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July 2003
© 2003 Ernest Lilley / SFRevu
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The Princess Bride by William Goldman
Ballantine Trade: ISBN 0345418263 PubDate: 07/01/03
Review by EJ McClure

480 pgs. List price $ 14.95
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William Goldman’s cult classic The Princess Bride is a mind-twisting tale of true love--and revenge. Pick up the 30th anniversary trade paperback edition and scale the Cliffs of Insanity in pursuit of the beautiful Buttercup and her kidnappers. Plunge into the Fire Swamp to elude the evil Prince Humperdinck. Meet the Dread Pirate Roberts face to face. Go up against a Sicilian when death is on the line. And, if you dare, explore the Zoo of Death. All conveniently packaged in a take-along trade paperback to help you while away airport security delays or, if you are more fortunate, a sunny day at the beach.

Like the movie of the same name, The Princess Bride shuttles back and forth between the here-and-now and the land of Florin. Billed as “S. Morgenstern’s Classic Tale of True Love and High Adventure,” the book purports to be an abridged version of an old tale the author loved since boyhood, and eventually decided to reintroduce to the world in a more accessible form. Goldman’s substantial list of screenplay credits include Butch Cassidy And The Sundance Kid, All The President’s Men, and Maverick, among others. His keen sense of dramatic timing and clever use of foreshadowing will keep you turning pages, eager to find out whether Buttercup becomes Prince Humperdinck’s bride, and if the Spaniard ever gets revenge on the six-fingered swordsman who killed his father.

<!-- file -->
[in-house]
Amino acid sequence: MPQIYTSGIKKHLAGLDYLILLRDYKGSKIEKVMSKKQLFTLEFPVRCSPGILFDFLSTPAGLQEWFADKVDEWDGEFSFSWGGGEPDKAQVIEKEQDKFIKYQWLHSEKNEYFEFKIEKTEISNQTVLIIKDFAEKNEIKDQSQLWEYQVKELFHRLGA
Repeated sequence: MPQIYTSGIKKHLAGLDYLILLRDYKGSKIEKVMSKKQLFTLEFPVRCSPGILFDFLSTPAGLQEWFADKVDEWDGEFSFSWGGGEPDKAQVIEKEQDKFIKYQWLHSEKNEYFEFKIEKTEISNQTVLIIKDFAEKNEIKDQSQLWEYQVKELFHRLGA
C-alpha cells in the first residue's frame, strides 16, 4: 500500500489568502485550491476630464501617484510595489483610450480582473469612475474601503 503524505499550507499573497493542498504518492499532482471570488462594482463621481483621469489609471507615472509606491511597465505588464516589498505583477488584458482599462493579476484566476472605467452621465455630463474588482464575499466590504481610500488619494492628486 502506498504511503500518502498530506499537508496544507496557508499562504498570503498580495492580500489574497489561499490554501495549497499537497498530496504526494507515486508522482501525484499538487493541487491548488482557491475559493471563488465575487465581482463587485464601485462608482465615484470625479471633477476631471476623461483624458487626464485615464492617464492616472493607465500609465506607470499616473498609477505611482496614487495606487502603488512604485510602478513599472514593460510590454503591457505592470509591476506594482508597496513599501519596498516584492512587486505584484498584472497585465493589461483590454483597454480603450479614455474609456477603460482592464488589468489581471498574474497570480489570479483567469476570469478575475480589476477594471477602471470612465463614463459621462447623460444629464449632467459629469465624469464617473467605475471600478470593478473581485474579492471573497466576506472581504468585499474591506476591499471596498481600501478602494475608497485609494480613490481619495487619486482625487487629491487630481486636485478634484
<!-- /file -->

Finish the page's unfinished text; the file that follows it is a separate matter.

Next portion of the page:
The whimsical dialogue and tongue-in-cheek narrative will whisk you away from muggy summer evenings and droning air conditioners to a distant and magical land where miracles might occur (if Miracle Max can find the recipe for a resurrection pill in the Encyclopedia of Spells and the Hex Appendix). My only regret is that Billy Crystal’s memorable admonishment - “Have fun storming the castle!” - was the product of own keen sense of humor, and thus is not be to found in the book. Nonetheless, The Princess Bride remains a delight, whether you’re rereading it to amuse yourself or inflicting it on unsuspecting children who may never be quite the same.

© 2003 Ernest Lilley / SFRevu
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